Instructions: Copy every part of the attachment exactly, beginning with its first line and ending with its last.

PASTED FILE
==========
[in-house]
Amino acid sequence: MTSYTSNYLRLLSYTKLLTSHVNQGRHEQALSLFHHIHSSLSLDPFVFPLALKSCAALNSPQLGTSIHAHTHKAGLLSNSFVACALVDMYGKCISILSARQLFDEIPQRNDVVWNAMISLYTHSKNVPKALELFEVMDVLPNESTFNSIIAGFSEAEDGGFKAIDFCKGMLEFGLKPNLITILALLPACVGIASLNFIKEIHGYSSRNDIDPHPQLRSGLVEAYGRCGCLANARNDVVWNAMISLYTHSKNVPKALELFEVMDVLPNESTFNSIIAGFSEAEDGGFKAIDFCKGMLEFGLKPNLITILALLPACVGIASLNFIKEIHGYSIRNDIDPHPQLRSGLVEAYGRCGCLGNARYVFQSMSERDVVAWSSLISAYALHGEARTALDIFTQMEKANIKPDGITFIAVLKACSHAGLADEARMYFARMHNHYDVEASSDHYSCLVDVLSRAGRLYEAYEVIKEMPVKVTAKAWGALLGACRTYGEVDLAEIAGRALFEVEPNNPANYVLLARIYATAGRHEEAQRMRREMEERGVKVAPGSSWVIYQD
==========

[in-house]
Amino acid sequence: MTSYTSNYLRLLSYTKLLTSHVNQGRHEQALSLFHHIHSSLSLDPFVFPLALKSCAALNSPQLGTSIHAHTHKAGLLSNSFVACALVDMYGKCISILSARQLFDEIPQRNDVVWNAMISLYTHSKNVPKALELFEVMDVLPNESTFNSIIAGFSEAEDGGFKAIDFCKGMLEFGLKPNLITILALLPACVGIASLNFIKEIHGYSSRNDIDPHPQLRSGLVEAYGRCGCLANARNDVVWNAMISLYTHSKNVPKALELFEVMDVLPNESTFNSIIAGFSEAEDGGFKAIDFCKGMLEFGLKPNLITILALLPACVGIASLNFIKEIHGYSIRNDIDPHPQLRSGLVEAYGRCGCLGNARYVFQSMSERDVVAWSSLISAYALHGEARTALDIFTQMEKANIKPDGITFIAVLKACSHAGLADEARMYFARMHNHYDVEASSDHYSCLVDVLSRAGRLYEAYEVIKEMPVKVTAKAWGALLGACRTYGEVDLAEIAGRALFEVEPNNPANYVLLARIYATAGRHEEAQRMRREMEERGVKVAPGSSWVIYQD